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Bookshelf: Lessons From a Lean Consultant

April 10, 2009
By Chris A. Ortiz, Pearson Education Inc., 2008, 176 pages, $34.99

Chris Ortiz relates a story that is commonplace in manufacturing organizations attempting a lean implementation. Ortiz, owner of lean consultancy firm Kaizen Assembly, begins "Lessons From a Lean Consultant" with a narrative about a former employer that struggled in the kaizen process -- the brainstorming and problem-solving sessions essential to driving improvements through lean.

The company, which Ortiz calls "X-Corp.," made a major mistake when it never provided formal training to the continuous-improvement teams on how kaizen events are conducted. The result was a dysfunctional mess that left employees distressed and drove Ortiz -- who was hired by the company as a senior lean manufacturing engineer -- to quit.

"It was apparent we needed a comprehensive company kaizen program," he writes. "Unfortunately, on this journey, communication, scheduling, team member selection and the upfront planning were minimal."

Midway through the book, Ortiz provides insight into how teams should be selected, calling it "probably the most critical aspect of planning kaizen events." He suggests that at least four weeks before a scheduled kaizen event that senior leadership make a tentative list of possible team members so managers can begin preparing for their absence and then finalizing the list two weeks later to ensure personal or family restrictions are accommodated.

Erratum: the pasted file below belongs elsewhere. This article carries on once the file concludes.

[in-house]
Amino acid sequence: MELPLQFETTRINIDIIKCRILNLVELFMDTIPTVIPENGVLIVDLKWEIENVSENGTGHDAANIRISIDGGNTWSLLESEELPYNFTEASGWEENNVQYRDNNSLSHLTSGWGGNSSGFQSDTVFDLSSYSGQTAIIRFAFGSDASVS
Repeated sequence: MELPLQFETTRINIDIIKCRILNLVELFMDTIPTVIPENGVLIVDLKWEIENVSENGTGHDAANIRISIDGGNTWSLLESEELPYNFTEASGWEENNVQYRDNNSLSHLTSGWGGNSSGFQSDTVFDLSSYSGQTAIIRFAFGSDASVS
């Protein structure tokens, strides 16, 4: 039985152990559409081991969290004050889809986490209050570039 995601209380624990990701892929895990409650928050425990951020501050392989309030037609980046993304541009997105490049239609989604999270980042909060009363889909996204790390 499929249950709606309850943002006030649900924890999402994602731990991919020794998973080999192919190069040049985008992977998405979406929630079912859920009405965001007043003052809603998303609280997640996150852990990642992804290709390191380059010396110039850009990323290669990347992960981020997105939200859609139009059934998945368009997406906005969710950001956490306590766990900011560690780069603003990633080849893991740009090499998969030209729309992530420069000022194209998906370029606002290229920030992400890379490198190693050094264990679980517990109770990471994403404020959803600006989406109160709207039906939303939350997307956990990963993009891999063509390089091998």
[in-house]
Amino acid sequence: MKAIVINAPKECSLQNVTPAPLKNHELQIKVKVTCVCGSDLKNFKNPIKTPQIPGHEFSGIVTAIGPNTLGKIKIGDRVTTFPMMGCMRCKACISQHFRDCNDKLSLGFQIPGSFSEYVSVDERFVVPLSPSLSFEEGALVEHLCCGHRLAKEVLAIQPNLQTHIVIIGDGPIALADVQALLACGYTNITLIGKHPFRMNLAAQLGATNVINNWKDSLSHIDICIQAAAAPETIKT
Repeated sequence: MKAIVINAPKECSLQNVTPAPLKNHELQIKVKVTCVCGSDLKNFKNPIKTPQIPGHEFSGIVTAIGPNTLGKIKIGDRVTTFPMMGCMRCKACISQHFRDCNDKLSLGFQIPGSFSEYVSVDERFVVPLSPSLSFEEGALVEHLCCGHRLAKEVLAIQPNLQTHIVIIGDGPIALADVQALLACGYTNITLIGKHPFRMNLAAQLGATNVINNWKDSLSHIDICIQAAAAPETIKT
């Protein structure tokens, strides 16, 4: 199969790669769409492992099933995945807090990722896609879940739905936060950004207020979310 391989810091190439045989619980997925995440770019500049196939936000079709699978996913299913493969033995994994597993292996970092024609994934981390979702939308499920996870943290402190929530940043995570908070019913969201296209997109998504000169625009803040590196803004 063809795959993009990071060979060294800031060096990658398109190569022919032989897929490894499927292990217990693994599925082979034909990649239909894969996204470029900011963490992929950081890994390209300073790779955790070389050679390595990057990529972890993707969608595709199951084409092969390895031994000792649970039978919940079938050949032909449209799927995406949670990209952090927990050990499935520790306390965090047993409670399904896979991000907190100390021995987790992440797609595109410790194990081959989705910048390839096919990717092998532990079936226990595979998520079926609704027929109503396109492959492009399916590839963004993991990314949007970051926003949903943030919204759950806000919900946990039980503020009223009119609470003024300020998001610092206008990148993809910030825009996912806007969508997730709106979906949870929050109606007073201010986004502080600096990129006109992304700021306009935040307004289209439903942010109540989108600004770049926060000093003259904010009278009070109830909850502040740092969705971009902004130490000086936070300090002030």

Potential team members should include:

  • A manufacturing or industrial engineer or an engineer who has "skills comparable to those of a manufacturing or industrial engineer."
  • A quality engineer or highly skilled quality technician. This person will be needed to help supervise and oversee changes to work content or standards.
  • Facilities and maintenance personnel who can help the team finish on schedule and avoid delays by ensuring machines, equipment, workstations, tools and other facility needs are fully operational during and after the process.
  • A materials operator whose knowledge of parts needed to build products will be helpful when the team makes decisions regarding materials supplies to workstations.
  • Line operators who have detailed knowledge of the product, assembly line, tools, machine capabilities, daily issues and other aspects related to production. Ortiz suggests including two line operators on the team and keeping them involved in each step of the analysis, design and construction phases.
  • Top managers who shouldn't be afraid to "roll up their sleeves and get dirty along with the rest of the employees, thereby demonstrating the company's commitment to the success of the kaizen program."
  • Ortiz also makes suggestions for selecting kaizen team leaders. The key characteristics of successful kaizen leaders include past participation in at least three kaizen events, completion of project management training, creation of a budget and schedule for a previous project, experience leading a team environment and the ability to work well under pressure.

    Among the other lean-related topics tackled by Ortiz in the book are training programs, leadership skills and strategy development. For the novice lean practitioner, Ortiz wraps up with an ever-valuable glossary of terms from "5s" methodology to "takt time."

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